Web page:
Tress: A Novella

By Larissa Brown

ISBN: 978-1-61220-082-8

Author’s Website:


tressBrought to you by OBS Reviewer Scott


Rolling of the page like a fairy tale, eloquent words elucidating a tale of wonder and excitement, Tress is definitely a novella worth the read. The anachronisms are aplenty as one gently slides from the real world to the realm of the enchanted; a gentle blend of modern medicine with its computerized prosthetics, and a firm root in the realm of the surreal realm of the fae, Tress shines in this regard. It’s a tragic tale of the survival and coping mechanisms of a traumatized girl who has grown to a young woman and the fantastical, often phantasmagorical journey through her mind.

Tress, or Tess as the book names her depending on the situation, Is a complete character package. Her words ring true to her nature and not once does the third person subjective prose waver. The words run smoothly out of the novella, giving the character the persona she needs to shine through on her journey, the character study that lie at the heart of Tress Weaving the modern day Tess to the fairy tale Tress is skillfully and subtly done, reflecting the mental trauma and sly shifts between reality and fantasy that Tess experiences. From mental wards to wood cutters shacks in medieval times, Tess’ worlds rocks in tandem with her disorder.

The book is deftly written, stylistically mimicking tales of old, with a complex underlying backstory that is revealed at a fairy tale pace.  The prose reads light and airy, very wordy but not overly so and lulls the reader into a false sense of security, an event common in most fairy tales; but it leaves you breathless in the final chapter befitting of Hans Christian Anderson. The novella’s prose carries this well, as Tess’ mind flips between fact and flights of fancy. Only the pertinent information is disclosed causing a sense of interaction between the reader and the mind of a mentally traumatized woman. It’s this connection that makes the story so poignant and powerful.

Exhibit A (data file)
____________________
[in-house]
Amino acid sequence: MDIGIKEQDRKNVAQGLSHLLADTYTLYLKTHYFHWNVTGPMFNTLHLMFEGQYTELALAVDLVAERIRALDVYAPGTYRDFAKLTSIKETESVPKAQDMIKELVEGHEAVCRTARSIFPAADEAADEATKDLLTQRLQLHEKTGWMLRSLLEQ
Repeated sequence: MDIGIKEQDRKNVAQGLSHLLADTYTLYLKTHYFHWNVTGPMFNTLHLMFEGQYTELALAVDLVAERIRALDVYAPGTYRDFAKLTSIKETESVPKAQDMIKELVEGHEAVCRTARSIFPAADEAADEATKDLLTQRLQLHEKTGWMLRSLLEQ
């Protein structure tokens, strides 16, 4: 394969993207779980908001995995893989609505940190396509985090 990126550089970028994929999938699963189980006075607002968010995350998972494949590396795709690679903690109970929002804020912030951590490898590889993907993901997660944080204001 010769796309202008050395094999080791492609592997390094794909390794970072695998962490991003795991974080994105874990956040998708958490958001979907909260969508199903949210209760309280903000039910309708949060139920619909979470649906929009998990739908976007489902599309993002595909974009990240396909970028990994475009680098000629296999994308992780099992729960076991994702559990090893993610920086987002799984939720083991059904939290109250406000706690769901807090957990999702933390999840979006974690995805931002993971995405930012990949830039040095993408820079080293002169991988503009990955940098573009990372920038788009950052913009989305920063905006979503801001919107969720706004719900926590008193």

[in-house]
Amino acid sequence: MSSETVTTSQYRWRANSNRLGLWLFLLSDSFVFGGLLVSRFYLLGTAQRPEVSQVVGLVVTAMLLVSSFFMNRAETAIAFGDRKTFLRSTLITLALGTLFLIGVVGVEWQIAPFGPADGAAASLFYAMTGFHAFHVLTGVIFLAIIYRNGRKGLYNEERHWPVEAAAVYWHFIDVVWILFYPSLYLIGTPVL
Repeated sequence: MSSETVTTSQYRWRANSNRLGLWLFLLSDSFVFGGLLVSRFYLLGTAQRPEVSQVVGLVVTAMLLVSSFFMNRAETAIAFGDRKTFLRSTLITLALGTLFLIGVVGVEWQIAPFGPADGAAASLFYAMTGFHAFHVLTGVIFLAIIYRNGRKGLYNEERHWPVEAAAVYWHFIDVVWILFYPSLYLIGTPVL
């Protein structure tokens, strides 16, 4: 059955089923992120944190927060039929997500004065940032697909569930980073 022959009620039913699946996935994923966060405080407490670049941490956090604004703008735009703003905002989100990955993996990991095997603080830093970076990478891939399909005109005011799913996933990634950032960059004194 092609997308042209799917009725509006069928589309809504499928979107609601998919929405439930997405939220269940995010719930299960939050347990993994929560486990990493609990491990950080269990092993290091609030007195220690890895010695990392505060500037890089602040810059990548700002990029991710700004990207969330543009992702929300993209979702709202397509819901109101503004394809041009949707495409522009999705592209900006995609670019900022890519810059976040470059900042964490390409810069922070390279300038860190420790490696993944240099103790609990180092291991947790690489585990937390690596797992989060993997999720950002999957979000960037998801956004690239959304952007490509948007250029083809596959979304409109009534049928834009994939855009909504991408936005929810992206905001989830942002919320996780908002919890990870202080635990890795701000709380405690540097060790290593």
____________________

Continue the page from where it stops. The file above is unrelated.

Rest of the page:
The plot spins and curls on itself, winding it into a ball where it is just as difficult telling the real from the unreal as it is for the protagonist Tess.  Weaving the fractured mind of a girl who suffered an accident in her youth, and who has never gotten over it from childhood, is a difficult thing to do, but Tress pulls it off brilliantly. The real part of the story and the fairy tale aspect are dexterously handled and praise must be lauded on Larissa Brown for managing this. Within the short confines of the format of the novella is a rousing, stimulating, and engaging read.

This book is difficult to pin down in terms of genre. Crossing the fairy tale lines with modern day psychological issues, it plays on both sides of the worlds, both real and fantastical.  Not really a modern fairy tale, as other authors have jumped through the hoops of, Tress plays more to the psychological thriller written in the manner of a fairy tale. This is definitely a more modern, newer horizon that Larissa has paved road on.

I can’t recommend this novella enough. No matter what your taste or genre you fall into, you will definitely pull something out of Tress. A skillful masterpiece of fiction awaits and Larissa Brown hands it out in spades for any discerning reader. A quick and powerful read, Tress definitely merits a five out of five rating and will leave you wanting more. With few exceptions have I read a more compelling story, and I highly recommend this treat to everyone.